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So far Nicole Alexander has created 454 blog entries.

Waltzing Matilda & the Great Shearers strike of the 1890s

Wool was one of Australia's largest industries by the 1890s. But as the wool industry grew, so did the number and influence of shearers. By 1890, the Australian Shearers’ Union boasted tens of thousands of members, and at their annual conference in Bourke in 1890, the Union laid down a new rule, which prohibited members from working with [...]

By | September 5th, 2017|Australian pastoral history|0 Comments

Pirates on the Darling – Tolarno Station

From the 1870s fleets of paddle steamers laden with bales of wool began to wind their way down the famous Darling River.  Wool transportation was at the core of river trade at this time, a sign of the flourishing wool industry in Australia and a good example of the large quantities of wool being exported [...]

By | September 4th, 2017|Australian pastoral history|0 Comments

A monument to ingenuity. The Southern Cross Windmill

Windmills, they are so much a part of our rural landscape. A vital source of power for pumping water they are also a monument to our pastoral development, to the tenacity of our pioneers and to the establishment of the iconic Southern Cross Windmill brand. In 1876 Griffiths Bros & Co of Toowoomba manufactured four [...]

By | August 31st, 2017|Australian pastoral history, COUNTRY LIFE|0 Comments

Washing sheep was a great enterprise at Windy Station.

The landscape is dominated by the presence of the rustic Windy Station Woolshed near Quirindi, a small town on the North West Slopes region of New South Wales. Said to resemble the Finger Wharves of Sydney that were built around the same time, with its federation carpenter style construction and rich history it is one of the [...]

By | August 25th, 2017|Australian pastoral history, COUNTRY LIFE|0 Comments

The 1920s modern woman

Women were granted the right to vote in Australia in 1902 - we were far more forward thinking than some of our Northern hemisphere contemporaries, and the wave of feminism that followed continued through the first and second world war and onwards. The Great War increased independence for some, with women taking on the roles [...]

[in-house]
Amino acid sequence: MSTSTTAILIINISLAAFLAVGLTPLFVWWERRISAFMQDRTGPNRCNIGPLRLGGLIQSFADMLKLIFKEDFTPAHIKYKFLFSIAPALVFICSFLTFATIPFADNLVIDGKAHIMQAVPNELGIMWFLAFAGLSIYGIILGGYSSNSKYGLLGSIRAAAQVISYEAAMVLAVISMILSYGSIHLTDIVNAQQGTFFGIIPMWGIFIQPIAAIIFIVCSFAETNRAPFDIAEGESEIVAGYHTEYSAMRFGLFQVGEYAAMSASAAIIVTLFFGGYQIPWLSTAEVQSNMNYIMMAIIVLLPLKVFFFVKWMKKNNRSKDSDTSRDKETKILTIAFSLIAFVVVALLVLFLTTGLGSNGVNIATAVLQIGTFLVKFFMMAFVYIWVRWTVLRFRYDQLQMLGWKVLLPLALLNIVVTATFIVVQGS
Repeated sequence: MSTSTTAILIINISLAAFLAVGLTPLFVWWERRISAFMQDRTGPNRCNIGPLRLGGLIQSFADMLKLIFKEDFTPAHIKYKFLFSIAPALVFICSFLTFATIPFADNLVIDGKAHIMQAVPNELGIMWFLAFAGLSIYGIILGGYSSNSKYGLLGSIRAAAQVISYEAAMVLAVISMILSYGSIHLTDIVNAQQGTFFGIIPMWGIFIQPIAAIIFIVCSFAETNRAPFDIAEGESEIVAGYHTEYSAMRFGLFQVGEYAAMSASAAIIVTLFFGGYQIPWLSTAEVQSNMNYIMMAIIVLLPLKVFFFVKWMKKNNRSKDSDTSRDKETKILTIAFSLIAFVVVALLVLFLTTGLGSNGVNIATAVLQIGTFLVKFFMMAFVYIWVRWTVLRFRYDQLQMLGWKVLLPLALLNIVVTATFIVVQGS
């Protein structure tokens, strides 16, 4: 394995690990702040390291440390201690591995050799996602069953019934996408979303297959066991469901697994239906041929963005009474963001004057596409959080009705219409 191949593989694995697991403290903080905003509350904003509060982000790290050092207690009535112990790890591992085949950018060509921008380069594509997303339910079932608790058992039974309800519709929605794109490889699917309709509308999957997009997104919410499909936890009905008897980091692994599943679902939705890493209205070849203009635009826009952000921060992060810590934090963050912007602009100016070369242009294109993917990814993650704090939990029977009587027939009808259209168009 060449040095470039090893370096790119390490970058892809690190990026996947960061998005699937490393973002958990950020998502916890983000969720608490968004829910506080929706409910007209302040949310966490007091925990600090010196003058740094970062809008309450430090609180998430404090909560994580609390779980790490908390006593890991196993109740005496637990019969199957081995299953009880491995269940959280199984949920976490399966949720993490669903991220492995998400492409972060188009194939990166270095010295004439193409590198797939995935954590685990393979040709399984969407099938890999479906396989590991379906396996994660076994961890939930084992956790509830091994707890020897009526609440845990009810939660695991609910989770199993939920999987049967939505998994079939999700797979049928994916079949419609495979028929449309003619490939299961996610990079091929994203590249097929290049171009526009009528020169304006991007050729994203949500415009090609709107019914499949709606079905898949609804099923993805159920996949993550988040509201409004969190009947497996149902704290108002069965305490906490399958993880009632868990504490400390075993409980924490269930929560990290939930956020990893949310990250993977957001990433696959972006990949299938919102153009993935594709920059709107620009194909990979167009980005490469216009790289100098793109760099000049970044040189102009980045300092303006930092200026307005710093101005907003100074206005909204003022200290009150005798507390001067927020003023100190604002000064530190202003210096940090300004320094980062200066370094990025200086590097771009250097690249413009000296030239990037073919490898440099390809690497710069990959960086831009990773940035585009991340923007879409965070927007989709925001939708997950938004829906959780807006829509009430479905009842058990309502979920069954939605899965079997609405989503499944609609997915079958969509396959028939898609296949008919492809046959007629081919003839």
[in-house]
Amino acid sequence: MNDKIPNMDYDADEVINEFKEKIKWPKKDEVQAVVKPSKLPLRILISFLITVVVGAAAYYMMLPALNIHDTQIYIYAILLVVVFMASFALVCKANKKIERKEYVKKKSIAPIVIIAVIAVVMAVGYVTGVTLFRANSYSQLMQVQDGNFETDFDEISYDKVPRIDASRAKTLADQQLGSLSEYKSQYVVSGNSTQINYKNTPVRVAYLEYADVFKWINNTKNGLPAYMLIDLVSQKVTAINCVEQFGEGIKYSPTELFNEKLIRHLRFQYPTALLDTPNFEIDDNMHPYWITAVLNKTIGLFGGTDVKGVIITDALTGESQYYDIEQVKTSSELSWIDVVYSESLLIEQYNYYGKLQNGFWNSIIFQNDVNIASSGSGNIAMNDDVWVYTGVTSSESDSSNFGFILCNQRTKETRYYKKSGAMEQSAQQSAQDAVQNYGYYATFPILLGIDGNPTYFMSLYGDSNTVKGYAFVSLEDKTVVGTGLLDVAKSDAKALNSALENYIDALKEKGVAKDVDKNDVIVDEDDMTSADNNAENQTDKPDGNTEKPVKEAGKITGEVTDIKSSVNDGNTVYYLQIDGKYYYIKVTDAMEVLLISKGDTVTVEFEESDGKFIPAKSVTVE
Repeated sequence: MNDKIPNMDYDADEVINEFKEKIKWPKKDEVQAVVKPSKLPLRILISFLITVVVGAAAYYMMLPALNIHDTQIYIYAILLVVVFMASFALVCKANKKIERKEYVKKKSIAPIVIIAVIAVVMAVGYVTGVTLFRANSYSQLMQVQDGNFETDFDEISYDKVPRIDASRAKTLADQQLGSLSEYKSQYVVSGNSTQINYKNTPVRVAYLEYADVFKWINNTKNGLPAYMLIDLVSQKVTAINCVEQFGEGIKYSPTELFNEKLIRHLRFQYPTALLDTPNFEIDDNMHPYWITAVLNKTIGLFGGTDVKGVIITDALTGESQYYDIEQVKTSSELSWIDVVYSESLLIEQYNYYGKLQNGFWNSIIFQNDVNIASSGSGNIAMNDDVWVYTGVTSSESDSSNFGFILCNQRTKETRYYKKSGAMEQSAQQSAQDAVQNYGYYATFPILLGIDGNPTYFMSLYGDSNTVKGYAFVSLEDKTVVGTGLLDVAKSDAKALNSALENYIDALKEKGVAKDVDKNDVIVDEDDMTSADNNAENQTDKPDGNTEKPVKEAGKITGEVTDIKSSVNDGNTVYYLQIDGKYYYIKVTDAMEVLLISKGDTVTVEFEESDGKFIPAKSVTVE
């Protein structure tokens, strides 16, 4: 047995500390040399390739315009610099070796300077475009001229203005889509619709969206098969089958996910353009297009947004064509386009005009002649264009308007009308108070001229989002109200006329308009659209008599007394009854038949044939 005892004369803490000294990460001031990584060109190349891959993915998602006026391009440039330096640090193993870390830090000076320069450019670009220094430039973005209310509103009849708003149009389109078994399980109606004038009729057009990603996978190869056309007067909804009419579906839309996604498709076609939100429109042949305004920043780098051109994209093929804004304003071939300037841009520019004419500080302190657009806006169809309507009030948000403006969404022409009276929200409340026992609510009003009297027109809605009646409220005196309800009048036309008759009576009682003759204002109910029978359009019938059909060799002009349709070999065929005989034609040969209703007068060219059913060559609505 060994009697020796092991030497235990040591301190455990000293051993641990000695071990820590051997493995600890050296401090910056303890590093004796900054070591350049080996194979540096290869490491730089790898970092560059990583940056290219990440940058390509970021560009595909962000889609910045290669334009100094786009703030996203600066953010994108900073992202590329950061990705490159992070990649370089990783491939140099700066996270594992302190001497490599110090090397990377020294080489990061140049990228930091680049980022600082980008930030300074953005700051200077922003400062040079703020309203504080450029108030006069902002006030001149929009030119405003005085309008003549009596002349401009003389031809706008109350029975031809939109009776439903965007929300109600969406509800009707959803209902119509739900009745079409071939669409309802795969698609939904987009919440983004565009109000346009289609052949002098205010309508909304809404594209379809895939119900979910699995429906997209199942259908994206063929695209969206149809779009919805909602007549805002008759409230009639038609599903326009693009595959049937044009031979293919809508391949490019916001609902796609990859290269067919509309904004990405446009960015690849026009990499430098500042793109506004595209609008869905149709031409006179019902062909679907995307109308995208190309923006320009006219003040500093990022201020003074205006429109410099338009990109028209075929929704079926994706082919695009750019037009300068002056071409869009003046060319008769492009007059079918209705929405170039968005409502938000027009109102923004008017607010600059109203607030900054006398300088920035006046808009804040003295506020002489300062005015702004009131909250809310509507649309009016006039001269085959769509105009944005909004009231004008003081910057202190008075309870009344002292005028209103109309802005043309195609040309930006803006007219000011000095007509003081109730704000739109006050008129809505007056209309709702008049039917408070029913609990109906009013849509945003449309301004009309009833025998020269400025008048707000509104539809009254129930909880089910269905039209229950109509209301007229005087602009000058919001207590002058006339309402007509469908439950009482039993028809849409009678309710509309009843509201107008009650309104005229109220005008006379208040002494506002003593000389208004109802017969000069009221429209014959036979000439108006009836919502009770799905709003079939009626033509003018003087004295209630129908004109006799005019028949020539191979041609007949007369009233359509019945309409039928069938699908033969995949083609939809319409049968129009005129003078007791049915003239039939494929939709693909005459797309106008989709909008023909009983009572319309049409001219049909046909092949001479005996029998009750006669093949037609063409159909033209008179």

By | August 22nd, 2017|Australian pastoral history, COUNTRY LIFE|0 Comments

The wild horses of Australia

The history of horses in Australia could fill volumes. From our first settlers, to the mounts of the Light Horse to Phar Lap, we are a culture that loves our nags, even if it just means having a flutter once a year on the Melbourne Cup. But that love affair that grew out of basic [...]

By | August 14th, 2017|Australian pastoral history|0 Comments

Camels, copper, sheep and Afghans.

The original Ghan railway, camels, copper, Afghans, sheep and a starting point for major expeditions. Every year thousands of tourists flock to the iconic Flinders Ranges in South Australia attracted to the rugged mountains and dramatic landscape. But beyond the ranges, rests one of Australia’s most notable rural stations, a historic property that occupies a [...]

By | August 6th, 2017|Australian pastoral history|2 Comments

Cobwebs & filtered sunlight at Old Errowanbang Woolshed

Stepping inside the Old Errowanbang Woolshed the sun filters through the dusty interior, shining light on the 130 year-old pinewood floors that have borne witness to years of hard labour. A network of cobwebs conceal the wall-mounted shearing machines that replaced the old blades from the late 1800s, acting as a storyboard for the transition [...]

By | July 26th, 2017|Australian pastoral history|0 Comments

A thatched roof woolshed & a dirt floor

As I look at the historical properties scattered across the Australian outback I’m constantly reminded of the brilliance in architecture and the quality of workmanship. It’s amazing that so many of these structures are still standing today, capturing a plethora of stories and memories, enabling us to share in the moments of time from our [...]

By | July 20th, 2017|Australian pastoral history|0 Comments

The golden age of the travelling circus

Australia’s first circus opened in Launceston, Tasmania in 1847. Three evenings a week, in the yard of Radford's Horse & Jockey Inn, Robert Radford's company presented feats of horsemanship, dancing, vaulting, gymnastics, acrobatics and clowning. Circus-like exhibitions had been given previously, however no-one had ever seen anything quite like this before. This circus launched the [...]

By | July 14th, 2017|Australian pastoral history|0 Comments
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